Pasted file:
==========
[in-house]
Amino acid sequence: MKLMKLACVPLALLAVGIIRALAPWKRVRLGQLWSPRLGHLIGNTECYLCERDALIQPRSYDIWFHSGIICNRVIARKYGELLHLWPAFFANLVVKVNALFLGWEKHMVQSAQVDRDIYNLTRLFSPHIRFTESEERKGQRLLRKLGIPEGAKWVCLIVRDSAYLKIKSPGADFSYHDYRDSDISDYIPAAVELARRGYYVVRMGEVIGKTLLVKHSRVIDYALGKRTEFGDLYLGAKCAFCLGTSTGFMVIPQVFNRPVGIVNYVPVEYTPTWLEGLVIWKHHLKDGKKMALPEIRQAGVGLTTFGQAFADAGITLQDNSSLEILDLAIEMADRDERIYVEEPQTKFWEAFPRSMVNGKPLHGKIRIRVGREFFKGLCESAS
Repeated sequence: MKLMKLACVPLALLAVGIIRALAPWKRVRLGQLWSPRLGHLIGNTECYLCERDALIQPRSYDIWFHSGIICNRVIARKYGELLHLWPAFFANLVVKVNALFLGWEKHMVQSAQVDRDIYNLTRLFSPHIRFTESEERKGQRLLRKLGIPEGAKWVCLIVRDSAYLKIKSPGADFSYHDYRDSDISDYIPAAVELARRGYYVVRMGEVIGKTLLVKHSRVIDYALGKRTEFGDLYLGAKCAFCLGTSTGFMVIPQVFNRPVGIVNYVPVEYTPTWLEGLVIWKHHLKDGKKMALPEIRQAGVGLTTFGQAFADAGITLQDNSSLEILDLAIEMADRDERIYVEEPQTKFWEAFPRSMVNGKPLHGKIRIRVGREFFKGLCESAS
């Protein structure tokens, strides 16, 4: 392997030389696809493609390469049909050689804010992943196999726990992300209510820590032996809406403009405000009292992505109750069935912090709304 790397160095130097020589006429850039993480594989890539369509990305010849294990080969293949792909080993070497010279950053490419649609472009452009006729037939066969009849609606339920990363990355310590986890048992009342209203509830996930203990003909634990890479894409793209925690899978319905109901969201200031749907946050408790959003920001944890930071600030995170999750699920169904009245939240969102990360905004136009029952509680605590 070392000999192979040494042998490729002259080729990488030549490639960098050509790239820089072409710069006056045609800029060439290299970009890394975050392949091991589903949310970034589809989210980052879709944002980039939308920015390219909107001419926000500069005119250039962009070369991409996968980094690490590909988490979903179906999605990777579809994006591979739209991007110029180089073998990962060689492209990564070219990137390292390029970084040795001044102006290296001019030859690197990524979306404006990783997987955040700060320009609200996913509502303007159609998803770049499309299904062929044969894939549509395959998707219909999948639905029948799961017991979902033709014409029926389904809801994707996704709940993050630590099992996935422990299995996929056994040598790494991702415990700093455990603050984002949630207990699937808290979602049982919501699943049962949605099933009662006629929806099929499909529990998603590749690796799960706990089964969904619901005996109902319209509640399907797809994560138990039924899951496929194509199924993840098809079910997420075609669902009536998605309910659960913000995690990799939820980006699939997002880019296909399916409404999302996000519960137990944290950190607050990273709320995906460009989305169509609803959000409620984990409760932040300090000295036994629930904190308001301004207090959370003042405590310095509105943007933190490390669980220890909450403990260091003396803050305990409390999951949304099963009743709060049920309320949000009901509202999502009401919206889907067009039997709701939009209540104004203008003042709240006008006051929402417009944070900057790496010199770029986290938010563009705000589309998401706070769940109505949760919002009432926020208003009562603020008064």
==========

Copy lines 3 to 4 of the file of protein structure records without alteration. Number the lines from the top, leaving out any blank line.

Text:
Repeated sequence: MKLMKLACVPLALLAVGIIRALAPWKRVRLGQLWSPRLGHLIGNTECYLCERDALIQPRSYDIWFHSGIICNRVIARKYGELLHLWPAFFANLVVKVNALFLGWEKHMVQSAQVDRDIYNLTRLFSPHIRFTESEERKGQRLLRKLGIPEGAKWVCLIVRDSAYLKIKSPGADFSYHDYRDSDISDYIPAAVELARRGYYVVRMGEVIGKTLLVKHSRVIDYALGKRTEFGDLYLGAKCAFCLGTSTGFMVIPQVFNRPVGIVNYVPVEYTPTWLEGLVIWKHHLKDGKKMALPEIRQAGVGLTTFGQAFADAGITLQDNSSLEILDLAIEMADRDERIYVEEPQTKFWEAFPRSMVNGKPLHGKIRIRVGREFFKGLCESAS
């Protein structure tokens, strides 16, 4: 392997030389696809493609390469049909050689804010992943196999726990992300209510820590032996809406403009405000009292992505109750069935912090709304 790397160095130097020589006429850039993480594989890539369509990305010849294990080969293949792909080993070497010279950053490419649609472009452009006729037939066969009849609606339920990363990355310590986890048992009342209203509830996930203990003909634990890479894409793209925690899978319905109901969201200031749907946050408790959003920001944890930071600030995170999750699920169904009245939240969102990360905004136009029952509680605590 070392000999192979040494042998490729002259080729990488030549490639960098050509790239820089072409710069006056045609800029060439290299970009890394975050392949091991589903949310970034589809989210980052879709944002980039939308920015390219909107001419926000500069005119250039962009070369991409996968980094690490590909988490979903179906999605990777579809994006591979739209991007110029180089073998990962060689492209990564070219990137390292390029970084040795001044102006290296001019030859690197990524979306404006990783997987955040700060320009609200996913509502303007159609998803770049499309299904062929044969894939549509395959998707219909999948639905029948799961017991979902033709014409029926389904809801994707996704709940993050630590099992996935422990299995996929056994040598790494991702415990700093455990603050984002949630207990699937808290979602049982919501699943049962949605099933009662006629929806099929499909529990998603590749690796799960706990089964969904619901005996109902319209509640399907797809994560138990039924899951496929194509199924993840098809079910997420075609669902009536998605309910659960913000995690990799939820980006699939997002880019296909399916409404999302996000519960137990944290950190607050990273709320995906460009989305169509609803959000409620984990409760932040300090000295036994629930904190308001301004207090959370003042405590310095509105943007933190490390669980220890909450403990260091003396803050305990409390999951949304099963009743709060049920309320949000009901509202999502009401919206889907067009039997709701939009209540104004203008003042709240006008006051929402417009944070900057790496010199770029986290938010563009705000589309998401706070769940109505949760919002009432926020208003009562603020008064």